News World Julian Assange in rare interview: ‘Our source is not the Russians’

Julian Assange in rare interview: ‘Our source is not the Russians’

Julian Assange
Only an outstanding British arrest warrant for failing to appear in court is stopping Julian Assange leaving the sanctuary of the Ecuadorian embassy. Photo: PA
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President-elect Donald Trump is using WikiLeaks founder Julian Assange to cast doubt over the US intelligence community’s case that Russia was behind hacking affecting the Democrats ahead of the 2016 election.

Mr Trump has suggested that the Democrats themselves were to blame for the hacking of its computers and mass emails leaks, including those of top Hillary Clinton adviser John Podesta.

He argued the Democrat National Convention (DNC) did not have a “hacking defence” and questioned why the Democratic Party had not responded “to the terrible things they did and said”.

The president-elect appeared to be referring to information in the DNC emails that was made public and led to the resignation of the DNC chairwoman Debbie Wasserman Schultz and other officials.

It was a striking spectacle for the incoming president to give credibility to Mr Assange, whose organisation has been under criminal investigation for its role in classified information leaks.

Mr Assange said his source for the hacked emails WikiLeaks published during the campaign was not a government, but his assertion left open the possibility they came from a third party.


WikiLeaks founder Julian Assange has appeared on the US network Fox News to deny Russia was the source of hacked Hillary Clinton campaign emails released during the presidential election.

In the interview with Sean Hannity, the Australian also accused outgoing US President Barack Obama of trying to delegitimise Donald Trump ahead of his inauguration on January 20.

Mr Assange said WikiLeaks had not received the emails from Russia, saying the source was “not a state party”.

“We can say, we have said repeatedly that over the last two months, that our source is not the Russian government and it is not a state party.”

Mr Assange would not reveal whether the source was based in the US.

“I don’t want to constrain whether it was someone inside the United States, in the DNC [Democratic National Committee], in the service providers … etcetera.”

The 90-minute interview was pre-recorded from London’s Ecuadorian embassy, where Mr Assange has been living since the summer of 2012 for fear of being extradited to the US.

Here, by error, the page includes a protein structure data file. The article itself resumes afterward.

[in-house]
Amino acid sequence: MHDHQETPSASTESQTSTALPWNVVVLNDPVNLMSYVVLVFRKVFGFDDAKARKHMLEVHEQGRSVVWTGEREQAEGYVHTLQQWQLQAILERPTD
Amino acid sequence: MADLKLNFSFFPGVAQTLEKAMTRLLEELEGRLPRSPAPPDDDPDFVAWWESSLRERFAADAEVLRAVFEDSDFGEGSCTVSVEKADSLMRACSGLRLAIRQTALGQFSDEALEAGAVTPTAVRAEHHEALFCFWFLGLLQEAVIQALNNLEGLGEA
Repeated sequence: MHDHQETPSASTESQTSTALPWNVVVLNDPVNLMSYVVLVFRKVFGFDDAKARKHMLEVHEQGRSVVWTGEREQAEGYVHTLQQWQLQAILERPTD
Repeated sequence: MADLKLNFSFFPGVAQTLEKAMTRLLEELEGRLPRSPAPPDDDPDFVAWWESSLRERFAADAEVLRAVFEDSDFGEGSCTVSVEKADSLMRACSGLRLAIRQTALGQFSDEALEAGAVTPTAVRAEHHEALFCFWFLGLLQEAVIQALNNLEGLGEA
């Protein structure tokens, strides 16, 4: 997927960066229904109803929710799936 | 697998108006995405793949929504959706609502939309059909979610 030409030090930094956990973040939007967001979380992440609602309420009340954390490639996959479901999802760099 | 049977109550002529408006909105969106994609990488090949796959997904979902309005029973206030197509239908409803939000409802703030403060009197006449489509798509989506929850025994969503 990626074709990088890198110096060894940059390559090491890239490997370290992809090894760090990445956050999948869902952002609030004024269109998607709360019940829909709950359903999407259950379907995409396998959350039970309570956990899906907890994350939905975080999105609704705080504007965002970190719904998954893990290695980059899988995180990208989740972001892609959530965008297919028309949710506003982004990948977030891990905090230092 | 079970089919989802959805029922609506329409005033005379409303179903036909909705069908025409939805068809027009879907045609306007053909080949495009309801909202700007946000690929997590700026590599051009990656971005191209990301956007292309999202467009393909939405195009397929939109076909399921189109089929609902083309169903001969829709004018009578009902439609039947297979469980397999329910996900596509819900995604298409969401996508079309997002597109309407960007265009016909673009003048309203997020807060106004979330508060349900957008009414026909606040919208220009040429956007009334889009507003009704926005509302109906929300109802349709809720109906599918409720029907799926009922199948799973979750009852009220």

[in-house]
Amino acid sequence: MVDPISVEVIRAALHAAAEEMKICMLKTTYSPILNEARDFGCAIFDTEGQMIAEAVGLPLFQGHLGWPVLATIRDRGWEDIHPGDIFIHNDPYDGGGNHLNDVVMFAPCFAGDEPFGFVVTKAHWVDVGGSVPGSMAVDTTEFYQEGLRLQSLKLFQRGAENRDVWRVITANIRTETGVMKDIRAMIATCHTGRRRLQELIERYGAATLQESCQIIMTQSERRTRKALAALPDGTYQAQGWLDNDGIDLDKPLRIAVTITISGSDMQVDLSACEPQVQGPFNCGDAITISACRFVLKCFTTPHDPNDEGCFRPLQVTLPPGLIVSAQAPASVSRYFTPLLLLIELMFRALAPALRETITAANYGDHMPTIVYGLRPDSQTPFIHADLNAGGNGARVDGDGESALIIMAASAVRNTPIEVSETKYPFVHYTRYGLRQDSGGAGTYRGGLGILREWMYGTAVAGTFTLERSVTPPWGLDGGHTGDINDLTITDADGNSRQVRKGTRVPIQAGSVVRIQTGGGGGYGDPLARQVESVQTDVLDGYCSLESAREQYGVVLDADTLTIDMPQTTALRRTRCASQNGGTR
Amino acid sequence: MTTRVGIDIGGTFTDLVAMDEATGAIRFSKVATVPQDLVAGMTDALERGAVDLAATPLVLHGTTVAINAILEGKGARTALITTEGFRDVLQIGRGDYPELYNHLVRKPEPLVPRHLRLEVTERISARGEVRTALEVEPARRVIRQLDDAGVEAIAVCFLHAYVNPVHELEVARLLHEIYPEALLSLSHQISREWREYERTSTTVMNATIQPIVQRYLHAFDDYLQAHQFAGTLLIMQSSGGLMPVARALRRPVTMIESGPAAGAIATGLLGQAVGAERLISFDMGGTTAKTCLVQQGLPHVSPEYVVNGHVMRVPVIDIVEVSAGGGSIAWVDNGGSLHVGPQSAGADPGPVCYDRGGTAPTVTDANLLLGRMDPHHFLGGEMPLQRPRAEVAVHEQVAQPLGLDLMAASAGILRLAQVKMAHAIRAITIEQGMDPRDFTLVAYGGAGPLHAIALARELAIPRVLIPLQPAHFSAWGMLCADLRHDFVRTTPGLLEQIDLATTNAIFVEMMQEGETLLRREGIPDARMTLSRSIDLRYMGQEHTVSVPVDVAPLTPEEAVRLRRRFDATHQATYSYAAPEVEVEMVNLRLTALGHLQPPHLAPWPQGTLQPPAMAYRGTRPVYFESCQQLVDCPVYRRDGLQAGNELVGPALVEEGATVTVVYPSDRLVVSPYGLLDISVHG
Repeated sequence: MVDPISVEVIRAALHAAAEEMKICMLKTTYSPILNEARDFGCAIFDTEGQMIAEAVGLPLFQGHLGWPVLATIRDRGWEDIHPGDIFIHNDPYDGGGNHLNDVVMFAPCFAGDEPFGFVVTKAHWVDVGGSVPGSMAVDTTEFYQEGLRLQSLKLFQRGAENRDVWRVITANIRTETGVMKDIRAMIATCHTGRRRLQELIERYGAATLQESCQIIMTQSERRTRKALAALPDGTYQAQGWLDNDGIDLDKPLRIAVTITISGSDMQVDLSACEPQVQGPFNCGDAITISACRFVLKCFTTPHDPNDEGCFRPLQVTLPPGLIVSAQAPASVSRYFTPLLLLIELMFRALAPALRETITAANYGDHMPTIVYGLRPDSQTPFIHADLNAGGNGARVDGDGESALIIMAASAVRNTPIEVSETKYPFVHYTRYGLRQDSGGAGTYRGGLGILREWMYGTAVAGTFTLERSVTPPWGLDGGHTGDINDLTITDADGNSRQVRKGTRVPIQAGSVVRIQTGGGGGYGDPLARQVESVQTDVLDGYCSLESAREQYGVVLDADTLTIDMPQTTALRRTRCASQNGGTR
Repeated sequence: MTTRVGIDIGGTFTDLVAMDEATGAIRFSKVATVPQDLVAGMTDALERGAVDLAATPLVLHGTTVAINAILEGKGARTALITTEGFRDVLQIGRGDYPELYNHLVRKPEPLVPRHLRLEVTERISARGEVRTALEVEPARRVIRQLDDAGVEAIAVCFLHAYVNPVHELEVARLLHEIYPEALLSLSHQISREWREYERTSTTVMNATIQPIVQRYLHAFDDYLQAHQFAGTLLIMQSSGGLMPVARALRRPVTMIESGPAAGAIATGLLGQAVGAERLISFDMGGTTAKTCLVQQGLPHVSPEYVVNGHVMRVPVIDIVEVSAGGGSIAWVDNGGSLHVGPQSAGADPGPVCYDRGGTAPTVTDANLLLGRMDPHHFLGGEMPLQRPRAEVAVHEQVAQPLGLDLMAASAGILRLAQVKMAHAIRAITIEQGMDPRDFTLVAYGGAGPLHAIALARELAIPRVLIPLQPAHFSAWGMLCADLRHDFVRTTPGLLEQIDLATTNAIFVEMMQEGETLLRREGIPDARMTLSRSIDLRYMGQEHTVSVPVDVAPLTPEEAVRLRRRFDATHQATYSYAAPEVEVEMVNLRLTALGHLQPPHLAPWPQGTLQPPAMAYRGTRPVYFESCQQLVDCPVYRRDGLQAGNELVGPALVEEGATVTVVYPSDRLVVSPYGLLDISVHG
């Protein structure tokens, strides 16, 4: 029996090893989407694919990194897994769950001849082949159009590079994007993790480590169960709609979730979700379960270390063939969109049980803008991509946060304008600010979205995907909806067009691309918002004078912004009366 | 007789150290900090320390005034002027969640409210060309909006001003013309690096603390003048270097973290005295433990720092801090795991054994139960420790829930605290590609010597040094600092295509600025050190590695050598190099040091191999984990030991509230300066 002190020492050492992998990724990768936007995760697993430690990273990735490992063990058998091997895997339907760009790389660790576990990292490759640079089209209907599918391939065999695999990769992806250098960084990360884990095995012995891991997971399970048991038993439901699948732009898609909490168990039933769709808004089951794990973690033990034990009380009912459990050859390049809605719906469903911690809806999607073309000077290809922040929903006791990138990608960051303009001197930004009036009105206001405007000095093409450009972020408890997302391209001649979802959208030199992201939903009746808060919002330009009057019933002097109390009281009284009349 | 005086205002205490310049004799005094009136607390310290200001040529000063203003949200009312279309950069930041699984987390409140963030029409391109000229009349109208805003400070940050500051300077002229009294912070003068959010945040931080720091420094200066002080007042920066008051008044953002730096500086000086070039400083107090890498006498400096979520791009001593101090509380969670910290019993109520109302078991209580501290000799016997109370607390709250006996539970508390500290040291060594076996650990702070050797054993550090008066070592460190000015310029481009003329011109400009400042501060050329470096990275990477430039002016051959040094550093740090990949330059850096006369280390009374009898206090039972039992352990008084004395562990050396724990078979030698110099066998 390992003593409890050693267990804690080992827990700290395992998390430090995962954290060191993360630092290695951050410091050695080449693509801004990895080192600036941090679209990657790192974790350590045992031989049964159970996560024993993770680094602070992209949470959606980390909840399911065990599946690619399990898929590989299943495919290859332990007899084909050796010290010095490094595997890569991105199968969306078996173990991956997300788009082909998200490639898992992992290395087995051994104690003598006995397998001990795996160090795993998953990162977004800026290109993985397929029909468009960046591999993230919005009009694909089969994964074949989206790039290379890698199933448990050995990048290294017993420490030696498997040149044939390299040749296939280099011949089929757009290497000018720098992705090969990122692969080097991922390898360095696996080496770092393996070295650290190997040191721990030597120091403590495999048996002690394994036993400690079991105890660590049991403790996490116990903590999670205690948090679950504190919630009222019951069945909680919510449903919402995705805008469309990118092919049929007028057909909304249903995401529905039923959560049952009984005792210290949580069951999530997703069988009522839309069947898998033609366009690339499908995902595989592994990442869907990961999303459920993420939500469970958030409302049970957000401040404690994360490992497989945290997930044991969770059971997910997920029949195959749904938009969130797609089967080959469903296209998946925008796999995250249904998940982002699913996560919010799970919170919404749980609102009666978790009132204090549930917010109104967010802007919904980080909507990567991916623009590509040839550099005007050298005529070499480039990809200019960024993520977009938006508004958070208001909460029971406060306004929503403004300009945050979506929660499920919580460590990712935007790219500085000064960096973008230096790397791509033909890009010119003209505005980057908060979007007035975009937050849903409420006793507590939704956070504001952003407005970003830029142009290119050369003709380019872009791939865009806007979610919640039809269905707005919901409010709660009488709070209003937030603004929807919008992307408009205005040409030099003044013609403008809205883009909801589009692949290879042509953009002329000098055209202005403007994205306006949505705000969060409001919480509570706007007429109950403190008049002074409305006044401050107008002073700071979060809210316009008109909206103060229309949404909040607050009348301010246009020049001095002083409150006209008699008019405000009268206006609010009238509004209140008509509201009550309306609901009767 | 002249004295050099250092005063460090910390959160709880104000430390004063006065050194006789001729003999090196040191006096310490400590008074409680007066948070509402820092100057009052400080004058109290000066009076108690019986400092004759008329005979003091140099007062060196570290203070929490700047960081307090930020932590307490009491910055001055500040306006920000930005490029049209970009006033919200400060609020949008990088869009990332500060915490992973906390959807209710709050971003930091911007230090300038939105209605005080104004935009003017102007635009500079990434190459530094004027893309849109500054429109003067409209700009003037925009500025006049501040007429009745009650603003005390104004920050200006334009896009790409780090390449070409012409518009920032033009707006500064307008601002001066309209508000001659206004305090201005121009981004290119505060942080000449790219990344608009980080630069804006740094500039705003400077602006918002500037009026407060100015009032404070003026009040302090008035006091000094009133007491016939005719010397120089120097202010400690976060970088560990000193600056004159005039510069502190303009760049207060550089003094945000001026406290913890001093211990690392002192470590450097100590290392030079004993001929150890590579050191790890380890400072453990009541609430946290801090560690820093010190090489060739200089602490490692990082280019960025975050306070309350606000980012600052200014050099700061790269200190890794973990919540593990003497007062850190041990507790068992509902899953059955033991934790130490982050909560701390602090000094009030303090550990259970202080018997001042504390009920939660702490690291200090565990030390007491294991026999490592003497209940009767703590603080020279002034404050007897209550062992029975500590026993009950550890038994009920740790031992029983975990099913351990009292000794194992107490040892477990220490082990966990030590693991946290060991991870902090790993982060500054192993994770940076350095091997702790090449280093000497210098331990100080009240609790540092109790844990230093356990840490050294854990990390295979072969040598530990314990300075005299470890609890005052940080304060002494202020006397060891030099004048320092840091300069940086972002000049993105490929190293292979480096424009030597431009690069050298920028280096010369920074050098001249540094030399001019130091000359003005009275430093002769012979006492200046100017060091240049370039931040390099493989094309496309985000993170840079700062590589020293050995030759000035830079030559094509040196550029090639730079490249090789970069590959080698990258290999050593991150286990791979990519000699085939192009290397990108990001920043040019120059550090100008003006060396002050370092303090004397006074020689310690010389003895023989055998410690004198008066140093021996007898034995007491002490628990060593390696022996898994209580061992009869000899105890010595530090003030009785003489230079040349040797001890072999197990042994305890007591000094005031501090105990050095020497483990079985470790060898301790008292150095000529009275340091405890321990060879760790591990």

The more than 19,000 emails published by WikiLeaks at the height of the election campaign were stolen from Democratic Party servers.

The emails embarrassed Mrs Clinton by revealing infighting between staffers; allegedly porous borders between Bill Clinton’s charitable foundation and his personal financial interests; and staff criticism of both Mrs Clinton and Bernie Sanders.

President Obama recently imposed sanctions on Russia for the alleged hacking of emails that were damaging to the Clinton campaign during the election.

In the interview, Mr Assange said Mr Obama was “playing games” and “trying to delegitimise the Trump administration as it goes into the White House”.

“They are trying to say that President-elect Trump is not a legitimate president,” he told Fox News.

The 45-year-old said the focus on Russia had been part of a “serious attempt to distract from the content of our publications”.

Mr Assange said had not spoken to Vladimir Putin, Mr Trump, or their “surrogates”, and told Hannity he would have released any information on the Republican candidate if it had been provided to him.

The WikiLeaks publisher said the operation used to hack the emails in question used phishing, a common practice online.

“We published several … emails which show [former chairman of the 2016 Clinton presidential campaign John] Podesta responding to a phishing email,” Mr Assange said.

“Podesta gave out that his password was the word ‘password’. His own staff said this email that you’ve received, this is totally legitimate. So, this is something … a 14-year-old kid could have hacked Podesta that way.”

hillary clinton
Hillary Clinton was widely expected to win the 2016 election. Photo: Getty

Mr Assange said outgoing President Obama was “acting like a lawyer” instead of being honest, and “pretending Russia hacked voting machines for which there is no evidence”.

“What they want to do … is conflate our publication of true information with, say, hacking, or rather alleged hacking of US vote counting machines,” he said.

He said it was too hard to say whether the release of emails belonging to Mr Podesta had swung the outcome of the election.

“But if it did, the accusation is that the true statements of Hillary Clinton and her campaign manager, John Podesta, and the DNC head Debbie Wasserman Schultz, their true statements is what changed the election,” he said.

Outgoing CIA Director John Brennan was asked about Mr Assange’s previously denials in an interview with PBS on Tuesday, saying he wasn’t “exactly a bastion of truth and integrity”.

“I would suggest to individuals that have not yet seen the report, who have not yet been briefed on it, that they wait and see what it is that the intelligence community is putting forward before they make those judgments,” he said.

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